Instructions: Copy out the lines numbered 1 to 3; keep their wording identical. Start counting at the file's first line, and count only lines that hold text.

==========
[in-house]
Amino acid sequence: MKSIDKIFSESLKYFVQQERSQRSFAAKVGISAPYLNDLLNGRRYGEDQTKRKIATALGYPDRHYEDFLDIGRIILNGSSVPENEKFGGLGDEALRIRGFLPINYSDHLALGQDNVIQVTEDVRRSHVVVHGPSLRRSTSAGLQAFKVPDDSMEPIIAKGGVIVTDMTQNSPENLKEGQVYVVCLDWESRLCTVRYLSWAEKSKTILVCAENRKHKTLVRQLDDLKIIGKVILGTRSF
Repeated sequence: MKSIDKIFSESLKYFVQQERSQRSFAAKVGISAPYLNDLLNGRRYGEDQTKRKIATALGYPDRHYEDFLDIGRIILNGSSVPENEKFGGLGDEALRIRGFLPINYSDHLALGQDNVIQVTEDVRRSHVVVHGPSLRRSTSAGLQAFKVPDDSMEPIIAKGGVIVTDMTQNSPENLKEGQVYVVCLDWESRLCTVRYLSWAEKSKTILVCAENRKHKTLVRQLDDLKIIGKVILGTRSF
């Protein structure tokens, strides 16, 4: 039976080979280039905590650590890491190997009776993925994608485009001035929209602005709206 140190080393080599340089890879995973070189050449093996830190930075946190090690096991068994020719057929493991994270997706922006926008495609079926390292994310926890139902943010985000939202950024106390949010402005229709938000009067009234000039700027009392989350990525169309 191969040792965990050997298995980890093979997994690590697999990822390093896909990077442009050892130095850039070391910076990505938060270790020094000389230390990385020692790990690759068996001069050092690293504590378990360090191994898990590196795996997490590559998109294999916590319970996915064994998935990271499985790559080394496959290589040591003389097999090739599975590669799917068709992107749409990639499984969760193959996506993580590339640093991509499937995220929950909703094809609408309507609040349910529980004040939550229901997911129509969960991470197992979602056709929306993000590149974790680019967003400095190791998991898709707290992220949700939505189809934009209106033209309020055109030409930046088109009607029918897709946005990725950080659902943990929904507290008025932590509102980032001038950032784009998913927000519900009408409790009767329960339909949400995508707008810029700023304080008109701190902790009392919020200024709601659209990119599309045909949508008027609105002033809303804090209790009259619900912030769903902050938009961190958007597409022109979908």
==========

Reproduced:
[in-house]
Amino acid sequence: MKSIDKIFSESLKYFVQQERSQRSFAAKVGISAPYLNDLLNGRRYGEDQTKRKIATALGYPDRHYEDFLDIGRIILNGSSVPENEKFGGLGDEALRIRGFLPINYSDHLALGQDNVIQVTEDVRRSHVVVHGPSLRRSTSAGLQAFKVPDDSMEPIIAKGGVIVTDMTQNSPENLKEGQVYVVCLDWESRLCTVRYLSWAEKSKTILVCAENRKHKTLVRQLDDLKIIGKVILGTRSF
Repeated sequence: MKSIDKIFSESLKYFVQQERSQRSFAAKVGISAPYLNDLLNGRRYGEDQTKRKIATALGYPDRHYEDFLDIGRIILNGSSVPENEKFGGLGDEALRIRGFLPINYSDHLALGQDNVIQVTEDVRRSHVVVHGPSLRRSTSAGLQAFKVPDDSMEPIIAKGGVIVTDMTQNSPENLKEGQVYVVCLDWESRLCTVRYLSWAEKSKTILVCAENRKHKTLVRQLDDLKIIGKVILGTRSF